Starting with the depression era, the housing finance system has evolved into a host of agencies designed ultimately to keep the cost of homeownership low, stable and secure. These include the Federal Housing Administration which insures commercial mortgage lenders against mortgage losses; the Federal Home Loan Banks which provide local liquidity to financial institutions, particularly for affordable housing; the U.S. Department of Housing and Urban Development, whose explicit mission is to increase home ownership; and of course Fannie Mae and Freddie Mac. The last two institutions are strange hybrid beasts, with a private ownership structure but government backing for liabilities, and with social objectives (the promotion of home ownership) as their mission. The “implicit” government backing guaranteeing their debt enables these agencies to raise money relatively cheaply. The net economic effect of the agencies is twofold; first, their activity keeps mortgage rates lower than would otherwise have been the case, and second, they slice lumpy real estate loans into investible bites (akin to stock certificates) thus dispersing risk and ownership.
The past decade has seen an unprecedented run-up in house prices. Historically low interest rates (on which more later) created a conducive economic environment for borrowing, while lax lending standards set up an accommodating institutional setting. Some more substantive reasons for the boom can also likely be attributed to the appearance of the largest, most affluent foreign-born cohort in U.S. history (a phenomenon most prevalent in coastal regions of the US), which also happened to belong to the optimal home-buying demographic. The home ownership rate (percentage of households owning their homes vs. renting) showed a similar growth pattern through the 1990s, helped along by subprime loans often involving no down payment, low initial teaser rates and even waivers on income documentation. In 2006, the last year of the housing boom, the share of sub-prime mortgages in total mortgage originations reached 20 percent compared to only 6 percent in 2002. Over 80 percent of these dodgy loans were promptly pooled and securitized by private financial institutions; however, this process of securitization, while doing an admirable job of generating liquidity for lumpy, non-liquid assets, did not just disperse risk but also distanced mortgage originators from the ultimate investors in mortgage securities. Ultimately, it led to risk doubly compounded — the most risky borrowers were sought out, offered mortgages on easy terms, which were then precisely the mortgages that were securitized, leaving investors in far-off lands holding securities they knew little about, and whose funds now generated more mortgages and higher house prices.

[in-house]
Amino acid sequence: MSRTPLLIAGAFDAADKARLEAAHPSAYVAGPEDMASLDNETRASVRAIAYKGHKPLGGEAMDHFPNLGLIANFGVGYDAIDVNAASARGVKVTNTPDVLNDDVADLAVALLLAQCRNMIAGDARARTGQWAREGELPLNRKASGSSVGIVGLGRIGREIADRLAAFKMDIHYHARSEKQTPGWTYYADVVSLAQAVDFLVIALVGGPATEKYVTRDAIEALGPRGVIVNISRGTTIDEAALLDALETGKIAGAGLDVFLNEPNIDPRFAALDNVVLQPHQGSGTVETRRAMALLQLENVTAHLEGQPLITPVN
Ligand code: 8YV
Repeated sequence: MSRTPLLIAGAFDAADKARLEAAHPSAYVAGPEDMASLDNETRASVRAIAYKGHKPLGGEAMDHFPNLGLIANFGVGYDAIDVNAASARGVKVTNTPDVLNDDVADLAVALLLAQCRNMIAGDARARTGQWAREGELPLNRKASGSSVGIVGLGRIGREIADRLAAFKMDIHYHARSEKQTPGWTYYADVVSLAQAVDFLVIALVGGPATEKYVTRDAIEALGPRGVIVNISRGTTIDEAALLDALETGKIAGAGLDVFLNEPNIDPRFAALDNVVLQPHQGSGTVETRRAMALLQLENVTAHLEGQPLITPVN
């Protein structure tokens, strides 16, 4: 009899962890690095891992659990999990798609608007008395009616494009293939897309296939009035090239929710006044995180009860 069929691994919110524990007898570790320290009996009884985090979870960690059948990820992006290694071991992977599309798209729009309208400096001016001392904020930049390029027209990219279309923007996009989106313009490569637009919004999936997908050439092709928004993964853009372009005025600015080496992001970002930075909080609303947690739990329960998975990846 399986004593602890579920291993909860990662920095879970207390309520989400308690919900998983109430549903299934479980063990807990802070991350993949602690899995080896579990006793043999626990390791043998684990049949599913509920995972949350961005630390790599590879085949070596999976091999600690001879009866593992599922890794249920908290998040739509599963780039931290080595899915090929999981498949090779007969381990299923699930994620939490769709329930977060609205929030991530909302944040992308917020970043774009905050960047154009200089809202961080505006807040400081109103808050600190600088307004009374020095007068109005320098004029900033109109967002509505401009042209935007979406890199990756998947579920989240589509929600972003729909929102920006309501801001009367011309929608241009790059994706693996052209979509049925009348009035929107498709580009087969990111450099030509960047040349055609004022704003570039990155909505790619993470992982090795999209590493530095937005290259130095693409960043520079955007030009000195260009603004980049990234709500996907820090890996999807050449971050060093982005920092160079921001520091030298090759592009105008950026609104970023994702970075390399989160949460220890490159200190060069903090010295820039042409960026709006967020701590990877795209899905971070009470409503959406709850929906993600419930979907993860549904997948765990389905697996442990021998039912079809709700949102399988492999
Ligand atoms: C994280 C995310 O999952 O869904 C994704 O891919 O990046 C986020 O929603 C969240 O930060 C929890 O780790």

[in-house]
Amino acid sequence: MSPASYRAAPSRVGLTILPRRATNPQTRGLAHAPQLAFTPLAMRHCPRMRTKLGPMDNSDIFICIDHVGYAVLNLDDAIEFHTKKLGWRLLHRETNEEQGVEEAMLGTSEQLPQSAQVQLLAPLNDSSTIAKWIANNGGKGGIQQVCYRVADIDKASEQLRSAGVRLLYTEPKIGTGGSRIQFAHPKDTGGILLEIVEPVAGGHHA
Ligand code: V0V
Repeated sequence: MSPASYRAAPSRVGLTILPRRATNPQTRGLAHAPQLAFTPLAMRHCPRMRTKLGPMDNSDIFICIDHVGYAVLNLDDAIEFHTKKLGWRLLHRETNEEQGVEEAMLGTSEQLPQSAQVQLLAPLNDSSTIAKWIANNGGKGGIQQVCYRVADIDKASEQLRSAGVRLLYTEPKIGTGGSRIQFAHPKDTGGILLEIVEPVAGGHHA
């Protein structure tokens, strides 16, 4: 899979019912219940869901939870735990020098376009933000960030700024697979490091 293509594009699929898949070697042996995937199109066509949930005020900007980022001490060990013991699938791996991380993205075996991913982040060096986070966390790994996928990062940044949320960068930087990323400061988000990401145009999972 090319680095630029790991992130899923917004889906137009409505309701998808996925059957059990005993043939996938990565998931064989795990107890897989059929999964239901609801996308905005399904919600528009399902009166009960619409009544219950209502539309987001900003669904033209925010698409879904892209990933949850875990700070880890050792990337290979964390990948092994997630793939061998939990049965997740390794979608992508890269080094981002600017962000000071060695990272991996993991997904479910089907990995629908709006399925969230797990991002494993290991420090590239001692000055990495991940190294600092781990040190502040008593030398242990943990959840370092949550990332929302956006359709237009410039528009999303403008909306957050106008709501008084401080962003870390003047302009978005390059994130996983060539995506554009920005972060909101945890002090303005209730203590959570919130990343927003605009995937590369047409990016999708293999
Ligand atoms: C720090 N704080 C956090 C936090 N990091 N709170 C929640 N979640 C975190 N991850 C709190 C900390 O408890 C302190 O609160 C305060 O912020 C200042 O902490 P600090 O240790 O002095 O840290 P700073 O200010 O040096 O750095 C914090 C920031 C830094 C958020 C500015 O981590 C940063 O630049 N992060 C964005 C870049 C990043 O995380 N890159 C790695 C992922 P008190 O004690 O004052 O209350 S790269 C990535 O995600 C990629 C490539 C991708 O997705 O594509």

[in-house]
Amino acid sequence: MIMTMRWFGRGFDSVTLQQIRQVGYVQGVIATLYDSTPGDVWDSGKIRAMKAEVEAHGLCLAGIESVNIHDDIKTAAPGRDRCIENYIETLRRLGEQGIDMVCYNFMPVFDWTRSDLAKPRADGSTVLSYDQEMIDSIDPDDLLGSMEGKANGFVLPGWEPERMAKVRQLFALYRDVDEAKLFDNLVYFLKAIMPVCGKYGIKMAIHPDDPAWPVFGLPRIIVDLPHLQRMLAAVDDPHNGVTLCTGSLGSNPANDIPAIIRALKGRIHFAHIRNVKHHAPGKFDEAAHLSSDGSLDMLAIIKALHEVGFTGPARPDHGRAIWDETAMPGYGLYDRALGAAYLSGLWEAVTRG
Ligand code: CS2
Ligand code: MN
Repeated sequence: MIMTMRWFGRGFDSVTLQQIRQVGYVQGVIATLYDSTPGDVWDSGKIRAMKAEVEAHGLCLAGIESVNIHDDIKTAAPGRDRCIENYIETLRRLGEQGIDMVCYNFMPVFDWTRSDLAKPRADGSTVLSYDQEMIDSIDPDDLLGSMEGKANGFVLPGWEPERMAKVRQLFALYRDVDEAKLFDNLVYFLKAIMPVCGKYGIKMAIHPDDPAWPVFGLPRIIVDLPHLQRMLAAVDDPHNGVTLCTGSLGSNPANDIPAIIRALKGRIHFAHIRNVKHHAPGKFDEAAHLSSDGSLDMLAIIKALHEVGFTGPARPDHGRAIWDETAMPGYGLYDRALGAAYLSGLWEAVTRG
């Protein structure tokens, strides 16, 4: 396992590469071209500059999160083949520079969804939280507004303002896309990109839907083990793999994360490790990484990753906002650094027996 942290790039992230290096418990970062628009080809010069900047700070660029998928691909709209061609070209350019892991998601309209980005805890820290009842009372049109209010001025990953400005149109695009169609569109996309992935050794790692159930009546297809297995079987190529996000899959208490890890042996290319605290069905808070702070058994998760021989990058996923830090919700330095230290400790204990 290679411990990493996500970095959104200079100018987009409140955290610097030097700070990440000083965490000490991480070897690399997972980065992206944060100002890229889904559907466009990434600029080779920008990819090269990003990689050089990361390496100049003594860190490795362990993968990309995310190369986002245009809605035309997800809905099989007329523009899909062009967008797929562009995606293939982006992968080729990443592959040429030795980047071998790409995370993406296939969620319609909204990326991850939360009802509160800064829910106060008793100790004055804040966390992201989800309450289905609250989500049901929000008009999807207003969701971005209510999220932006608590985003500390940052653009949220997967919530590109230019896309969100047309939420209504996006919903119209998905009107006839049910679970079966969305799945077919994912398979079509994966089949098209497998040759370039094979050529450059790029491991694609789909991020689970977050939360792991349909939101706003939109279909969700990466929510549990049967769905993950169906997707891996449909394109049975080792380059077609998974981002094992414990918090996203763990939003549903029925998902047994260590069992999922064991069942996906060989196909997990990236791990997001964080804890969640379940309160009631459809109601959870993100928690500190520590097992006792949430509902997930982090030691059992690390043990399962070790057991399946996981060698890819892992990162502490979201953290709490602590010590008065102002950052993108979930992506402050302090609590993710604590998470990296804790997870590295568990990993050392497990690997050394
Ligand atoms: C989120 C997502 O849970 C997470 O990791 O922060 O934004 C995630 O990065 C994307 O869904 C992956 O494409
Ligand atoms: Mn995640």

By the second half of 2006 prices had peaked in most U.S. urban housing markets. Early 2007 witnessed significant increases in defaults and foreclosures, and a number of financial companies started filing for bankruptcy. By summer the crisis had spread to the larger financial system with the emergence of a general credit and liquidity crunch, widening spreads of private market interest rates above U.S. government bond yields, collapsing transactions in derivatives and a disappearing market for loans of all kinds. Mounting losses in the financial sector continued in 2008 with Bear Stearns an early victim, and reports appeared of more brokerage houses in serious financial trouble. The apogee of the crisis was reached with the stocks of Fannie and Freddie plummeting over several days in July and ultimately losing over 80 percent of their value. By our estimate, at present more than 15 million homes have no equity in them since a large number of houses were bought with less than a 20 percent down payment and home prices have declined by more in many metropolitan areas. Having zero or negative equity provides the affected homeowners with a powerful incentive to abandon these white elephants and move into rental housing, further depressing the housing market. Taking the costs involved in the entire foreclosure process, including holding and disposal costs, and making conservative assumptions as a benchmark, the losses to the financial system would be of the order of $300 billion from this “event” alone. Notional housing wealth has already taken a hit, of say $5 trillion, because of declining prices. To put all these astronomical figures into a meaningful perspective it is worthwhile noting that the GDP of the U.S. for 2007 was approximately $13.8 trillion.
Sub-priming the Financial Pump: The Factors Underlying the Crisis